Strong gap flow into the Gulf of Tehuantepec

November 26th, 2021 |
GOES-16 True Color imagery, 1330 – 1520 UTC on 26 November 2021

GOES-16 True-Color imagery from the CSPP Geosphere site (link showing the data above) on 26 November, above, show features associated with strong flow through Chivela Pass in southern Mexico, gap winds often called Tehuano winds or Tehuantepecers. Strong descent associated with these events can often limit the presence of clouds that can be used as tracers. However, scatterometry (from this website) will show surface winds, and an MetopB overpass shortly after the end of the animation above, below, shows a core of strong winds over the ocean.

ASCAT Winds from Metop-B, 1532 UTC on 26 November 2021 (Click to enlarge)

The GOES-16 CONUS domain extends southward to the northern part of the Gulf of Tehuantepec (about 14.6 N Latitude). Visible imagery from 1516 UTC, below, is overlain with the Derived Motion Wind vectors (in the surface – 900 mb layer) at the same time. Strong northerly winds north of Chivela Pass are apparent, but the lack of clouds to track in the Gulf prevented the inference of winds there from the GOES-16 data.

GOES-16 Visible Imagery (Band 2, 0.64 µm) and Derived Motion Winds, surface-900 mb, 1516 UTC 26 November 2021 (Click to enlarge)

The strong winds are also associated with a local increase in Aerosol Optical Depth (AOD), as shown below.

GOES-16 Aerosol Optical Depth (AOD) at 1520 UTC on 26 November 2021 (click to enlarge)

Strong winds will cause significant mixing in the upper part of the ocean, which will result in cooling. Imagery from this website (shown below) shows cooling in the Gulf from previous events. Here is an animation from that website, courtesy Tim Schmit, NOAA/NESDIS/STAR

SST analysis valid at 24 November 2021 (Click to enlarge)


GOES-17 True Color RGB images [click to play animated GIF | MP4]

In GOES-17 True Color images created using Geo2Grid (above), enhanced forward scattering during the morning hours helped to highlight the offshore transport of airborne dust.

Other blog posts discussing Tehuano wind events can be found here.

Blowing dust in Argentina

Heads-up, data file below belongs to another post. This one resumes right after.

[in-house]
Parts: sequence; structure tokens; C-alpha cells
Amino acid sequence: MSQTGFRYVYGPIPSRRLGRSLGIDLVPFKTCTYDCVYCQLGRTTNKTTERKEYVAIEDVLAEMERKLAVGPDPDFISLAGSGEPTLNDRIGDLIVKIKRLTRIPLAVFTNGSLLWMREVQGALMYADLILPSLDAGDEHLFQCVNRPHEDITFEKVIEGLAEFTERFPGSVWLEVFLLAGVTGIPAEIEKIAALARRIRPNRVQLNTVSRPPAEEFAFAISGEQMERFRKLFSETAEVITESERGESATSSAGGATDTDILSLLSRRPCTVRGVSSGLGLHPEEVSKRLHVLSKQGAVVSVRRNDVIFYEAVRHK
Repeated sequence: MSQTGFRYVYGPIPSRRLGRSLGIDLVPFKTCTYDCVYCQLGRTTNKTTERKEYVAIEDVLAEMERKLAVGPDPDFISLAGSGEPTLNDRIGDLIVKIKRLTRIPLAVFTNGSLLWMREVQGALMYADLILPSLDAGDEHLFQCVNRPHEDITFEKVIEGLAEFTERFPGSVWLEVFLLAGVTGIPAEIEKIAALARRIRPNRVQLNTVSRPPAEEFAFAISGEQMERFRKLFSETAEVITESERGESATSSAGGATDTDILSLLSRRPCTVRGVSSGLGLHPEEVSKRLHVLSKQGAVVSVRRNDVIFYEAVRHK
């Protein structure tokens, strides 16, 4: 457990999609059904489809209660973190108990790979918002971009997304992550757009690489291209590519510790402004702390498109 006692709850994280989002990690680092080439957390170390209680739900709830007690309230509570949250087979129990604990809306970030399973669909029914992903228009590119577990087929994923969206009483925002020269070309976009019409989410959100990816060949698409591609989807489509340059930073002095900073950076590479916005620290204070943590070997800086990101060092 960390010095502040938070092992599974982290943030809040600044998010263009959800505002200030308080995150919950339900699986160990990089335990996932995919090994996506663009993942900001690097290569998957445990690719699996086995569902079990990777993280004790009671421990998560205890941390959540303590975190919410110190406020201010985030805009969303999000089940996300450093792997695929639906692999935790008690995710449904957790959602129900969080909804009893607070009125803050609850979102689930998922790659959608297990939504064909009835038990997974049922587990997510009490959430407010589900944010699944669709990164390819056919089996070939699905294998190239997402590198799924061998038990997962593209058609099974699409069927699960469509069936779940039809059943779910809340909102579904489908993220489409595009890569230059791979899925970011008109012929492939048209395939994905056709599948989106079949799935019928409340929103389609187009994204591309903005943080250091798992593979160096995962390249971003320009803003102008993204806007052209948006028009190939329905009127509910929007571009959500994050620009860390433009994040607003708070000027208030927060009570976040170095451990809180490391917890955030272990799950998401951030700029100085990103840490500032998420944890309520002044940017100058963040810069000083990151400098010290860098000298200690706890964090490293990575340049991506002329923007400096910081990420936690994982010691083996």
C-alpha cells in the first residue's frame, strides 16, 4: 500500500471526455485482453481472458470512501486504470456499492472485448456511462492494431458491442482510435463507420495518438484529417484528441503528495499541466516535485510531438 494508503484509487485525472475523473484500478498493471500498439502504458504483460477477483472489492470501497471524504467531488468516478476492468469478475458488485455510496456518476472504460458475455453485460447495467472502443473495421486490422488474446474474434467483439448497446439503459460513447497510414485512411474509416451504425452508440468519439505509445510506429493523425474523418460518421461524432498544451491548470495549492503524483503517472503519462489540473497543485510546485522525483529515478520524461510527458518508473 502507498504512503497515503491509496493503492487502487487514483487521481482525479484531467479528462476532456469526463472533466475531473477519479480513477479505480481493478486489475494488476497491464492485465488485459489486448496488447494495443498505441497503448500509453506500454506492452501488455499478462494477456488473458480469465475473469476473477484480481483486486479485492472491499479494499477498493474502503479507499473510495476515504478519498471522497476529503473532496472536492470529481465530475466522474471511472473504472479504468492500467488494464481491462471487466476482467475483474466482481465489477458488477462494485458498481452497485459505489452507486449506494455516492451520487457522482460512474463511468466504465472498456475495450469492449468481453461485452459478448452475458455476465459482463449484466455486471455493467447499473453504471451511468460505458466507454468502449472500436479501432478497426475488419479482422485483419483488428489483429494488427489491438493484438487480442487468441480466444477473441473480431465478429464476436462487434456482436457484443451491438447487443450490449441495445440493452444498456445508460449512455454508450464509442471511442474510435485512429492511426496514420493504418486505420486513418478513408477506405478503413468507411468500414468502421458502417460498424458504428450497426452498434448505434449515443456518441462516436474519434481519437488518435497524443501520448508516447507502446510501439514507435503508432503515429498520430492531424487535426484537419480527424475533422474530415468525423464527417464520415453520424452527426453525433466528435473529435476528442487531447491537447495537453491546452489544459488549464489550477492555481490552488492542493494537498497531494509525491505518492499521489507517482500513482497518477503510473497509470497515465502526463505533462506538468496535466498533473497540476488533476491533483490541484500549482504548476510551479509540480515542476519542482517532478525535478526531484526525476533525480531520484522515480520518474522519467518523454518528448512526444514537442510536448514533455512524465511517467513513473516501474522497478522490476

November 24th, 2021 |

GOES-16 “Red” Visible (0.64 µm), Dust RGB and Split Cloud Top Phase (11.2 µm – 8.4 µm) BTD images [click to play animated GIF | MP4]

30-second Mesoscale Domain Sector GOES-16 (GOES-East) “Red” Visible (0.64 µm), Dust RGB and Split Cloud Top Phase (11.2 µm – 8.4 µm) brightness temperature difference (BTD) images (above) revealed a plume of blowing dust propagating northward across the San Juan Province of western Argentina late in the day on 24 November 2021. The dust was being channeled through a gap in higher terrain along the foothills of the Andes (below).

GOES-16 “Red” Visible (0.64 µm) and topography images [click to enlarge]

A larger-scale view of hourly GOES-16 Visible images with plots of surface reports (below) suggested that this dust occurred in the vicinity of a strong cold front that was moving northward across Argentina.

GOES-16 “Red” Visible (0.64 µm) images, with METAR surface reports plotted in cyan [click to enlarge]

Mendoza — located south-southwest of where the dust plume first became apparent in GOES-16 imagery — reported a thunderstorm with dust at 2000 UTC (along with a southeasterly wind gust to 32 knots), followed by a reduction of surface visibility to 0.5 miles at 2215 UTC as the air temperature sharply dropped with the cold frontal passage (below). About 260 miles (420 km) east of Mendoza at Rio Cuarto, a similar sharp temperature drop was seen as the cold front passed.

Time series of surface data at Mendoza, Argentina [click to enlarge]

Hole punch cloud features over Wisconsin and Illinois

November 22nd, 2021 |

GOES-16 “Red” Visible (0.64 µm) and Near-Infrared “Snow/Ice” (1.61 µm) images [click to play animated GIF | MP4]